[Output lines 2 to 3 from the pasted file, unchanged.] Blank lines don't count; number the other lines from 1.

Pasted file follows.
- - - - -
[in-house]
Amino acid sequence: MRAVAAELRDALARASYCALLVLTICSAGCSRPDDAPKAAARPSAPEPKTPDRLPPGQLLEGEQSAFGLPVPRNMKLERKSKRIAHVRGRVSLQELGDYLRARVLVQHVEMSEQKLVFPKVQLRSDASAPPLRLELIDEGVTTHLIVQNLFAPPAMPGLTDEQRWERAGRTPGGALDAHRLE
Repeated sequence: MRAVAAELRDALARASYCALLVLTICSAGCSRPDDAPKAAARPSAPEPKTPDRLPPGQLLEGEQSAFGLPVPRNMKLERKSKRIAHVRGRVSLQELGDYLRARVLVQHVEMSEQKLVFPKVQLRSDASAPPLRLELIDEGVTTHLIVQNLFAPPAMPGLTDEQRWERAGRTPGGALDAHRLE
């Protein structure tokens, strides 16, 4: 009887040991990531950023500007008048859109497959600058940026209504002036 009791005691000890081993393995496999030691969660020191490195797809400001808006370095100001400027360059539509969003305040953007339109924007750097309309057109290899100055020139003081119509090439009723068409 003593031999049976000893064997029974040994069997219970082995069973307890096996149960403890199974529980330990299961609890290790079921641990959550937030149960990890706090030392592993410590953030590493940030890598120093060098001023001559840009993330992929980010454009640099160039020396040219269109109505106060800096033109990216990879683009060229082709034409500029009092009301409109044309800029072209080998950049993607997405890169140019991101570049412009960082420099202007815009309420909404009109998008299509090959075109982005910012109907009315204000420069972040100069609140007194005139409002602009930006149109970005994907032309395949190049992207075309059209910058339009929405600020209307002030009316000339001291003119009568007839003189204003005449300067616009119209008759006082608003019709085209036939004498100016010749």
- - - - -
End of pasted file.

Amino acid sequence: MRAVAAELRDALARASYCALLVLTICSAGCSRPDDAPKAAARPSAPEPKTPDRLPPGQLLEGEQSAFGLPVPRNMKLERKSKRIAHVRGRVSLQELGDYLRARVLVQHVEMSEQKLVFPKVQLRSDASAPPLRLELIDEGVTTHLIVQNLFAPPAMPGLTDEQRWERAGRTPGGALDAHRLE
Repeated sequence: MRAVAAELRDALARASYCALLVLTICSAGCSRPDDAPKAAARPSAPEPKTPDRLPPGQLLEGEQSAFGLPVPRNMKLERKSKRIAHVRGRVSLQELGDYLRARVLVQHVEMSEQKLVFPKVQLRSDASAPPLRLELIDEGVTTHLIVQNLFAPPAMPGLTDEQRWERAGRTPGGALDAHRLE